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Yes, part of the reason I do not wish to see the last six episodes of Rebels is because Kanan dies. I had a feeling it was coming, and I knew it was going to be especially upsetting for me personally. HOWEVER; this is not the first time I have seen a major character I liked die, so it is not simply the fact that Kanan croaks which makes me desire to avoid these installments in the series. In fact, when I think of where he died, I dissolve into giggles.

Now you are thinking I am some kind of heartless maniac, right? I don’t want to giggle over this – seriously, the guy was my favorite character! I spent lots of pixels talking about and praising him.

But every time I think of him standing on a fuel tank when it goes up, I just start giggling. There’s something kind of – I don’t know, anti-climactic in picturing someone being blown up while standing on top of a fuel tank. I guess it makes me think of all the bad guys I’ve seen/wished to see blasted off into kingdom come by a big explosion, or all those idiotic side characters who choose to stand in the wrong place at the wrong time and get blown up. There’s also the whole “blow-up-the-fuel-to-save-the-environment-while-standing-on-the-fuel-tank” angle to consider. It’s just – it strikes me as a rather comical place to die. And yes, I am giggling while I write this.

Now if I had seen Kanan die, I probably wouldn’t be so cavalier about this scene. It sounds like a tear-jerker, which is another reason I want to avoid it right now. None of my friends need me breaking down on them when we’re supposed to be relaxing in front of the TV, after all. And if I watched it alone, I would be stuck dealing with me sniffling. That is not nearly as much fun as the movies make it look, readers.

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But the bigger reason is that I think that, if Rebels had been allowed to last longer, Kanan need not have died at all. We’ll delve into this a little more below, but does anyone else feel like the last six episodes were a bit rushed? It is as though someone told Filoni and the gang, “Season four is your last; kill the show. We don’t care how you do it – so long as you don’t kill the girls – but end this thing before 2019.” The last six episodes are jam packed, proceeding at a near breakneck pace I can sense just from the descriptions. There’s barely a pause for breath in each one.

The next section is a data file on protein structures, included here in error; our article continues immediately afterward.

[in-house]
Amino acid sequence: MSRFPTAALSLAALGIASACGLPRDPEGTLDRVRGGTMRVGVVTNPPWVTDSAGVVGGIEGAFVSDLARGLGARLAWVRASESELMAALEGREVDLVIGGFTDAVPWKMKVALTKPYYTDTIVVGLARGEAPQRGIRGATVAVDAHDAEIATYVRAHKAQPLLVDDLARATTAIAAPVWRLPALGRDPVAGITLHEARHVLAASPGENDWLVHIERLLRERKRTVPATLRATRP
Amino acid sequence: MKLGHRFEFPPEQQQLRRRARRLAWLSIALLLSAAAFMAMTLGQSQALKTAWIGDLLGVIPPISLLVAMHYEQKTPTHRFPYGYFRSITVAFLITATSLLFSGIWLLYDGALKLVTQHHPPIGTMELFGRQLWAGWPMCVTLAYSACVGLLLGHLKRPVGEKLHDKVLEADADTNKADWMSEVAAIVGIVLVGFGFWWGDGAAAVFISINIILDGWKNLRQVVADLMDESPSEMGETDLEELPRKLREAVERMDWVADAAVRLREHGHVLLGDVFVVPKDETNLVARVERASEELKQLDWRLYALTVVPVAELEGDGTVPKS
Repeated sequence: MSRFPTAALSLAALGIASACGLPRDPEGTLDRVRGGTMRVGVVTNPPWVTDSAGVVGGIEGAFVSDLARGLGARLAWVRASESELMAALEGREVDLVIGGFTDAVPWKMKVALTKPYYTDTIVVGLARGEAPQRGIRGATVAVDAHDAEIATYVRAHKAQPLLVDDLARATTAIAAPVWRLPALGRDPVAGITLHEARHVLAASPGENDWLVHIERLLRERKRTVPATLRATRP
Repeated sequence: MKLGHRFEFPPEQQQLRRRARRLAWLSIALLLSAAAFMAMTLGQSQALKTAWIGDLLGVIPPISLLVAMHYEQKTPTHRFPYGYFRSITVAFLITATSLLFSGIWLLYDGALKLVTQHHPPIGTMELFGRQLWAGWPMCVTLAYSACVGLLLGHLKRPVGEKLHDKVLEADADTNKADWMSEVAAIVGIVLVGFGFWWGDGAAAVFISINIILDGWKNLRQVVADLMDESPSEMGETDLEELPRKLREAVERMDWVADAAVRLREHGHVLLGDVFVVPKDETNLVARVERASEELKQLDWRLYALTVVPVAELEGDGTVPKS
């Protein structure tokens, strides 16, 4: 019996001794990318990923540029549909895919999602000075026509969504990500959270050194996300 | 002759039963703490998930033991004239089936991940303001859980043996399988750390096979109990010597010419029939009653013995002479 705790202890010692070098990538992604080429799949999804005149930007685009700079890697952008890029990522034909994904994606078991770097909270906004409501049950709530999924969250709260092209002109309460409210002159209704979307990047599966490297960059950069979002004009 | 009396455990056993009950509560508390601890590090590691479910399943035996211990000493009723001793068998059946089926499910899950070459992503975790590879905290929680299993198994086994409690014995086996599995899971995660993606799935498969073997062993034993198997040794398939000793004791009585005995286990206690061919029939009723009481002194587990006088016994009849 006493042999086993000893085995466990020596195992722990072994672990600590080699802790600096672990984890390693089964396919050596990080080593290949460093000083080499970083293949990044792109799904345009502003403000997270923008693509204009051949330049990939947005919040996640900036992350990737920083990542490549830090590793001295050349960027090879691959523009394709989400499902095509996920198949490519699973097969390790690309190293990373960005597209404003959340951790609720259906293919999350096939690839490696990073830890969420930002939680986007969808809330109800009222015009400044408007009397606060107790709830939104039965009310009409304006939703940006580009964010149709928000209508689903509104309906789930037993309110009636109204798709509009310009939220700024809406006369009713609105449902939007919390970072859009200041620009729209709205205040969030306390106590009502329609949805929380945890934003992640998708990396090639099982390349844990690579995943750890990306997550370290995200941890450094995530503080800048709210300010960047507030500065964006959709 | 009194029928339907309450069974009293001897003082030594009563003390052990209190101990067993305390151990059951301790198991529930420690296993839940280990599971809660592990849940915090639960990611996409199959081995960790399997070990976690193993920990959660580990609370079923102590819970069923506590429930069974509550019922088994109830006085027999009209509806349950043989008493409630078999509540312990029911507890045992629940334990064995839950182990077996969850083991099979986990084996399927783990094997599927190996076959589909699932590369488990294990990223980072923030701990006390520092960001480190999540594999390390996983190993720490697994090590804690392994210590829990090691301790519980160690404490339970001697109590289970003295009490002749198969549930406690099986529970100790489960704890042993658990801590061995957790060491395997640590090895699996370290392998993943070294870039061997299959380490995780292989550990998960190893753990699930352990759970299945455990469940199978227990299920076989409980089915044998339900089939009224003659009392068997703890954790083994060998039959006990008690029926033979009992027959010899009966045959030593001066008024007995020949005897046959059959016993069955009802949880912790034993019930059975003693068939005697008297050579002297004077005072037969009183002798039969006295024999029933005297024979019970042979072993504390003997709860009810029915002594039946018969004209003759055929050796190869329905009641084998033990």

Based on what I have read about these final installments, I think Filoni knew when he started this series that the higher ups at Disney/Lucasfilm wouldn’t like it due to their political leanings. He’s thrown some political bones into the mixture from time to time over the past three seasons, but on the whole, I would say he was telling a good story well here. There is nothing more aggravating to the “artísts” who insist that every piece of fiction should be a vehicle for one agenda or another. He knew he was on borrowed time, more or less, and that giving Kanan and Ezra their fair shakes would probably cost him in the end.

So when they told him to kill Rebels, he said, “Okay, but can I kill it my way?” They of course said yes, thinking he was being a good little drone doing what they wanted him to do. Personally, though, I believe he blew up Rebels rather than let them get their hands on it. This brings us to my next big problem with how the series ended….

Time-Travel…. Really? REALLY?!?

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When I read the description for “A World Between Worlds,” I handled it pretty well at first. But thinking back over it, I began to get more and more uncomfortable. Even in the old EU, I was not happy with the writers’ decision to add time-travel to the Star Wars universe. Star Wars, like The Lord of the Rings and other fantasy stories, has a fixed timeline. You may be able to view the past in some way in Star Wars through the Force, but the idea of sending people backward and forward through time in the mythos never sat well with me.

This is why I didn’t like the old EU’s penchant for messing with time-travel. The reason I don’t like it in Rebels is that it completely negates the ending of season two of the series. In essence, it saves Ahsoka by cheating; sending Ezra back in time to save her instead of letting the Force protect her in some more spiritual/physical manner, knocks everything in Twilight of the Apprentice into a cocked hat.

Now if the “World Between Worlds” had been more like the “Wood between the Worlds” in Narnia, where the spiritual and physical planes sort of “meet” each other more completely than they do anywhere else, I would have been happier. In a case such as this, I would think the writers could have had Ahsoka escape to the “World Between Worlds” from Malachor either on her own or with the help of the Force. While a year or so passed outside the Lothal temple, for her, minutes would have elapsed between her arrival there and Ezra’s journey inside.